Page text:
Simple Tips for Growing Hair under Weaves and Wigs

By Wande O.


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Weaves can be terrible for your hair, causing weak, breaking hair, and very commonly, Traction Alopecia… But all of these only happen when you do not take care of your own hair while wearing weaves or wigs.

When you take care of your own hair while wearing weaves and wigs, you will find that they make Great protective styles…  They Help you grow healthy long hair whether you are relaxed, texlaxed, natural or transitioning. You get to not have to deal with your own hair for weeks… and still look glam with a diverse set of styles to choose from… Win – Win!

Here are some tips to help you make the best use of weaves and wigs, and still grow healthy long hair:


Traction Alopecia

Example of Traction Alopecia

  1. Braid hair under weave or wigs securely, but not too tightly, especially around your edges. Do not let the braids pull too tightly on your edges… That’s the quickest way to Traction Alopecia. Traction alopecia is hair loss that’s associated with hairstyles that are pulled too tightly, ripping your hair out from the roots and damaging the follicles. Traction alopecia can possibly be treated in time by halting use of the offending hairstyle and the application of topical hair growth aids. Hairstyles that cause it include; too tight braids, twists, pony tails, weaves and extensions.  Traction Alopecia is one of the most common types of hair loss among African women. Make sure the braid pattern does not leave your hair ends exposed.




  1. For weaves, try sewing a hair net along the circumference of head, to cover head. Weave tracks can then be sewn to the net, thereby relieving your actual hair of tension from the weave pull.




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  1. Moisturise hair tracks every 2-3 days with a moisturising spritz, mist or braids spray. You can use leave-in spritz like Motions Nourishing Leave in Conditioner, Cream of Nature Argan Oil Leave in Conditioner, etc… or create your own spritz by mixing a little bit of regular conditioner (like Herbal Essences conditioner), some distilled water, and a little bit of natural oil (like extra virgin coconut oil, extra virgin olive oil, almond oil etc). You can also moisturise and massage scalp with a little bit of oil to stimulate hair growth.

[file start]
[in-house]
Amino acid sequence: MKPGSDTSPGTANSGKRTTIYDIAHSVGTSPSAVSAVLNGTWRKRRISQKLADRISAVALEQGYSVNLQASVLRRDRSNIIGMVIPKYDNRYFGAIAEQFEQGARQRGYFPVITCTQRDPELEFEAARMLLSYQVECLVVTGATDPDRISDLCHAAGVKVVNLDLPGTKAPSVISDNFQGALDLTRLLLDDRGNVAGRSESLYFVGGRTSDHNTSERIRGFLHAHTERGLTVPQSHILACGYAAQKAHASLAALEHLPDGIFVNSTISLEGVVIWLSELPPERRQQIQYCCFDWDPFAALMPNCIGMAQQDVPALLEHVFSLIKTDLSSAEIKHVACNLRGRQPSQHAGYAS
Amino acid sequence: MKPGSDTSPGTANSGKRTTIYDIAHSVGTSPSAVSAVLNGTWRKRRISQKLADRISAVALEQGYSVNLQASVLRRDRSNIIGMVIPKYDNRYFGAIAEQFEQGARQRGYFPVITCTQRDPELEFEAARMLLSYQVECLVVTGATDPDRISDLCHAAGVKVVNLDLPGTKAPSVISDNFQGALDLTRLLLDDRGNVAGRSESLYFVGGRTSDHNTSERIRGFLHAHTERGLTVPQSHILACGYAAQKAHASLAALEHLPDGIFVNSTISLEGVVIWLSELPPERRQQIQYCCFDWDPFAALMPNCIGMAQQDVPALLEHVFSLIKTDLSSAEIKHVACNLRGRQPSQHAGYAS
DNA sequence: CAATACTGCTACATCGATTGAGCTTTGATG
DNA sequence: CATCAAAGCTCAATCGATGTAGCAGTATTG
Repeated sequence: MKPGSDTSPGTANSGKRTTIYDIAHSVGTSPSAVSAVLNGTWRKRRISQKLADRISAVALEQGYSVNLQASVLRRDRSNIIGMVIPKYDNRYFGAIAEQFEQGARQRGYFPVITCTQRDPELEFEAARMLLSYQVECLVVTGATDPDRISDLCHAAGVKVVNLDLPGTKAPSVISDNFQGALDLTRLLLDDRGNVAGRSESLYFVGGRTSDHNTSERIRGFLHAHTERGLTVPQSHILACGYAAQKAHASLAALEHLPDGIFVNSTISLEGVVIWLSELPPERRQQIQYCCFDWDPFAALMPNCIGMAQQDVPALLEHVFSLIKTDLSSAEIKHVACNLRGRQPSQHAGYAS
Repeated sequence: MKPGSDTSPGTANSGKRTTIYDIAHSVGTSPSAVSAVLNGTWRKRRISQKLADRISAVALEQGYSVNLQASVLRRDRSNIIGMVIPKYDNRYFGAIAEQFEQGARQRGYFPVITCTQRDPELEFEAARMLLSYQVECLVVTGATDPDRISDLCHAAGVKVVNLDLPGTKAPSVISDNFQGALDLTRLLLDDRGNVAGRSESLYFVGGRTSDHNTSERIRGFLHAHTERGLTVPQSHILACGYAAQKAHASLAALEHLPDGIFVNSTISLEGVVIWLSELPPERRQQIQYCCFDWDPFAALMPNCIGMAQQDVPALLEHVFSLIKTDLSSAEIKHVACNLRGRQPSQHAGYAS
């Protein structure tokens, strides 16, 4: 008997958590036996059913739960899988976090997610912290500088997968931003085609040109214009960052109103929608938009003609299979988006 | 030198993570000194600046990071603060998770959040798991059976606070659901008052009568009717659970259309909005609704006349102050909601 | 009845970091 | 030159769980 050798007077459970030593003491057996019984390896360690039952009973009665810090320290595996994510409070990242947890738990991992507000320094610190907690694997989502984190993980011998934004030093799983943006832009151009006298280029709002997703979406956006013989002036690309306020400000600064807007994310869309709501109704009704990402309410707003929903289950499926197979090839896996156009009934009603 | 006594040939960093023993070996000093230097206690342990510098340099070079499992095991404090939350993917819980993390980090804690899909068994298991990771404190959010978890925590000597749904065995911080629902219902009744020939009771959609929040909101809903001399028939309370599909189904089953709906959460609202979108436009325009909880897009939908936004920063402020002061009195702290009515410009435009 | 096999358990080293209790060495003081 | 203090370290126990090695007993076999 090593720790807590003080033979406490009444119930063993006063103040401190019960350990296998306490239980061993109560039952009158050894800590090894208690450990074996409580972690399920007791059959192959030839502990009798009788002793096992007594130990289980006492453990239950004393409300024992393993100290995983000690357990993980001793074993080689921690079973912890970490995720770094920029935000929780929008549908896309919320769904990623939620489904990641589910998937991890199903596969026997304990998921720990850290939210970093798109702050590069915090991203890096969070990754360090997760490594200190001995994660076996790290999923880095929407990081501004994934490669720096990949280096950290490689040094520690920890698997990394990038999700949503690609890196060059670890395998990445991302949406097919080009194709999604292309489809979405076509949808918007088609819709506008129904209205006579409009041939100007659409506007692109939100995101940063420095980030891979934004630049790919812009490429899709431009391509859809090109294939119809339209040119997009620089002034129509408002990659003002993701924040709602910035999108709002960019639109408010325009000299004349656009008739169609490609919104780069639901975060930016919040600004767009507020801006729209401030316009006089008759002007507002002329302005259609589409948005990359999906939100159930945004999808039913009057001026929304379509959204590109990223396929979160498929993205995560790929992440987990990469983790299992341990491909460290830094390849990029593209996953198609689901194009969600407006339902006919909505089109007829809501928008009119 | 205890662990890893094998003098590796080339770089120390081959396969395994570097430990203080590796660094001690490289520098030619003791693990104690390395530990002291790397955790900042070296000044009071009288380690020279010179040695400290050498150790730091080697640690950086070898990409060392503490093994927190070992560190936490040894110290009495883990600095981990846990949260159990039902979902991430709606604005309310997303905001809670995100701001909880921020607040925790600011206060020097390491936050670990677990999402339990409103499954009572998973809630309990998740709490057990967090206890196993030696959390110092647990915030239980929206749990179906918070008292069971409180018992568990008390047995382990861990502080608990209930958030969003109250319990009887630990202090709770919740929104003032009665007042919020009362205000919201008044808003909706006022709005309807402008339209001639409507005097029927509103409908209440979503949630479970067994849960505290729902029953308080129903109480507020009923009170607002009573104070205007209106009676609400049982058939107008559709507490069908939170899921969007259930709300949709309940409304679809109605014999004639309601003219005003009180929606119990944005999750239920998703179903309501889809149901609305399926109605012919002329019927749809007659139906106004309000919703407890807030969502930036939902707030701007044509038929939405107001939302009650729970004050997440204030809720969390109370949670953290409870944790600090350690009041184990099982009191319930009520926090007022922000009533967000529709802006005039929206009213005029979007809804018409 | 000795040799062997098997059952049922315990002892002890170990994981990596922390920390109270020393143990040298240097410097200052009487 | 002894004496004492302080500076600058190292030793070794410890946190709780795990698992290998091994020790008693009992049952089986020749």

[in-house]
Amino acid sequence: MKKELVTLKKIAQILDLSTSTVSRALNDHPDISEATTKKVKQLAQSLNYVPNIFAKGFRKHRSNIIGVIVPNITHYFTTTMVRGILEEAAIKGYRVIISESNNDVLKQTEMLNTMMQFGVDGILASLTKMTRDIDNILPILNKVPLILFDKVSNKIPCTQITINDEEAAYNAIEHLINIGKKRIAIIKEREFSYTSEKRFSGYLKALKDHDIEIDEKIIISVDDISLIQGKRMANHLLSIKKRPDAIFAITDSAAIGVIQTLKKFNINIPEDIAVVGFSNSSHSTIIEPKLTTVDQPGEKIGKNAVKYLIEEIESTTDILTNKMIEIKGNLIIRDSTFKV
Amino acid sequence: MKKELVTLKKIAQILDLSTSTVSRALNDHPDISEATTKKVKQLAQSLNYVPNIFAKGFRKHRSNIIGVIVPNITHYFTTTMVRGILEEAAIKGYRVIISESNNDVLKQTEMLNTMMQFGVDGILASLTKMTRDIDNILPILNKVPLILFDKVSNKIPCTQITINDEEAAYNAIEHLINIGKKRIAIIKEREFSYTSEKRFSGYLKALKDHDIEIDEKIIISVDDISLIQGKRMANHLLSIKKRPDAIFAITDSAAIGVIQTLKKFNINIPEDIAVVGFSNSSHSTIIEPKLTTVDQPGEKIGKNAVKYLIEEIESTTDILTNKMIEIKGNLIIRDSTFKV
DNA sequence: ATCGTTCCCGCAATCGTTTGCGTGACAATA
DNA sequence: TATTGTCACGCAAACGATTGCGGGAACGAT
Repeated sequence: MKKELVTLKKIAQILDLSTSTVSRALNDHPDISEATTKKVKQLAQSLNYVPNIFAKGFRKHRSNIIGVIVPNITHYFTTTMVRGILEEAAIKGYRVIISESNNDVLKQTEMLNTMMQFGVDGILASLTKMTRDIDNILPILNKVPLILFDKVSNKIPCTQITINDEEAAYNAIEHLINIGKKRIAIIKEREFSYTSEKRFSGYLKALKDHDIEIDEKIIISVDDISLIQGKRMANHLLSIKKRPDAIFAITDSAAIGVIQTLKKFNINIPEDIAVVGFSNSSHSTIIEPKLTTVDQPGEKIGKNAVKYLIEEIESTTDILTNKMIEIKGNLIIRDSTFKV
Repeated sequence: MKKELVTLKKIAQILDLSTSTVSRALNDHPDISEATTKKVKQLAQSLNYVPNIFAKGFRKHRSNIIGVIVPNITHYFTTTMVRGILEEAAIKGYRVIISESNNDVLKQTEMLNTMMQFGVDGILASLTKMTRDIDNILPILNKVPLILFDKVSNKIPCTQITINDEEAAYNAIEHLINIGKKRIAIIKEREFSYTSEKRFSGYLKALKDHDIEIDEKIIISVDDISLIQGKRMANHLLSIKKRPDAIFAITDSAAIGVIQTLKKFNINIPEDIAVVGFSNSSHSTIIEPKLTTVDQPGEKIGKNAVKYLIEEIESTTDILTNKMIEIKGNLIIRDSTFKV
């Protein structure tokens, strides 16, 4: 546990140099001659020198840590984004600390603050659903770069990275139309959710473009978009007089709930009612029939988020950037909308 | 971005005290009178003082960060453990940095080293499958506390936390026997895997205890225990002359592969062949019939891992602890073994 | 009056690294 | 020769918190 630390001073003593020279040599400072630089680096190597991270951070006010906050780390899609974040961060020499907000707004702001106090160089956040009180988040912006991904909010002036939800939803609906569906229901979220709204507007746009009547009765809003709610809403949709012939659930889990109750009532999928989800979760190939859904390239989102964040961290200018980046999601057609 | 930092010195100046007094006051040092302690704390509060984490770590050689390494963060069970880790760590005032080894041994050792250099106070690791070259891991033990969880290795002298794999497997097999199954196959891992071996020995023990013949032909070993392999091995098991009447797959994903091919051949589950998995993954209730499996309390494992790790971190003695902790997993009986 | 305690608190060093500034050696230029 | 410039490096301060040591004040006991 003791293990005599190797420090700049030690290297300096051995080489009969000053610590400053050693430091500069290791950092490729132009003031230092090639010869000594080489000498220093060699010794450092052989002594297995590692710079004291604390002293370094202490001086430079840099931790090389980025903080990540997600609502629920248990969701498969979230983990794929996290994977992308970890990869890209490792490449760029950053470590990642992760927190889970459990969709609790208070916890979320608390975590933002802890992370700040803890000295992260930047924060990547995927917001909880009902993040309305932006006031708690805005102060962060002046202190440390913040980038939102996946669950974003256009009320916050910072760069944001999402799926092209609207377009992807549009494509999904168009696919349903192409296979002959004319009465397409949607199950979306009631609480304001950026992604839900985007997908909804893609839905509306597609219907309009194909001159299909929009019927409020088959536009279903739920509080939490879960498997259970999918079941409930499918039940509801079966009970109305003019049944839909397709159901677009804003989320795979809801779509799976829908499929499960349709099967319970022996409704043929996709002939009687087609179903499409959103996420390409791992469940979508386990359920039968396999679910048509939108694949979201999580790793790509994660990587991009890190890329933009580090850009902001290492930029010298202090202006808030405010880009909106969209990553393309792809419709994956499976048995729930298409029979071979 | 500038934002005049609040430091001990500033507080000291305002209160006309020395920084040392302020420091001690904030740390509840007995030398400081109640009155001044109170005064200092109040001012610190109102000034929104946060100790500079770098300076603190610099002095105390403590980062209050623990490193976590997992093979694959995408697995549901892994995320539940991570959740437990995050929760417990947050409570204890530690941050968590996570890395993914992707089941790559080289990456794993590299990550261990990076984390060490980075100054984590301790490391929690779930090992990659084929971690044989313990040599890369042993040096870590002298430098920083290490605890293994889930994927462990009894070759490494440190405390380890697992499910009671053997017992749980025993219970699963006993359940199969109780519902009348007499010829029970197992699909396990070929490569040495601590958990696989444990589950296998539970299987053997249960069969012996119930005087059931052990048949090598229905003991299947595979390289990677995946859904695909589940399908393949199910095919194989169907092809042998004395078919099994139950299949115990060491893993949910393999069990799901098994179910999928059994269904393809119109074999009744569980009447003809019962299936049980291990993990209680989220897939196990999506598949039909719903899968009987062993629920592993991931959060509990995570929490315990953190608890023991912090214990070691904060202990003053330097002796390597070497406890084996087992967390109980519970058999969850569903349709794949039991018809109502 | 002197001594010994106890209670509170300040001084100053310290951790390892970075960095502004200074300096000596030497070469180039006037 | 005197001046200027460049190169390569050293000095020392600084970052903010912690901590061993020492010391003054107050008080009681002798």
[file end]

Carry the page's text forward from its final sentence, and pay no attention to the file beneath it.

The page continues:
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  1.  Wash hair with sulphate-free shampoo or co-wash with cleansing conditioner once a week or once in 2 weeks. Deep condition every time you wash, with a liquid or diluted conditioner. Use on weaves as well (especially if it’s human hair), but make sure to concentrate on cleaning scalp and conditioning braid tracks. Dry hair thoroughly with hood dryer or blow dryer to avoid fungal growth.


  1. Massage hairline/edges to help stimulate hair growth in that very fragile area, and also to prevent alopecia. You may use Castor oil or JBCO to massage it if you are trying to thicken or grow back hair in that region (If hair growth hasn’t been damaged irrevocably already)



  1. Do not leave weaves on for more than 4-8 weeks… depending on your hair tolerance. Leaving it on too long can lead to matting, tangling and breakage.


  1. When taking out braids under weaves, use a natural oil such as coconut oil, and gently unravel and detangle braids with fingers first, before using a wide tooth comb starting from tips to roots. Make sure to properly detangle hair, especially roots, to avoid matting. This will reduce hair shedding and breaking during that process.


  1. Wash hair with clarifying shampoo and do a protein treatment once you’ve taken out your weave. This is important for those with relaxed or chemically treated hair, and especially those with fine hair types. Those with natural or coarser textures may use as needed, or can use a lighter protein deep conditioner. Let hair rest at least a week or two before another install.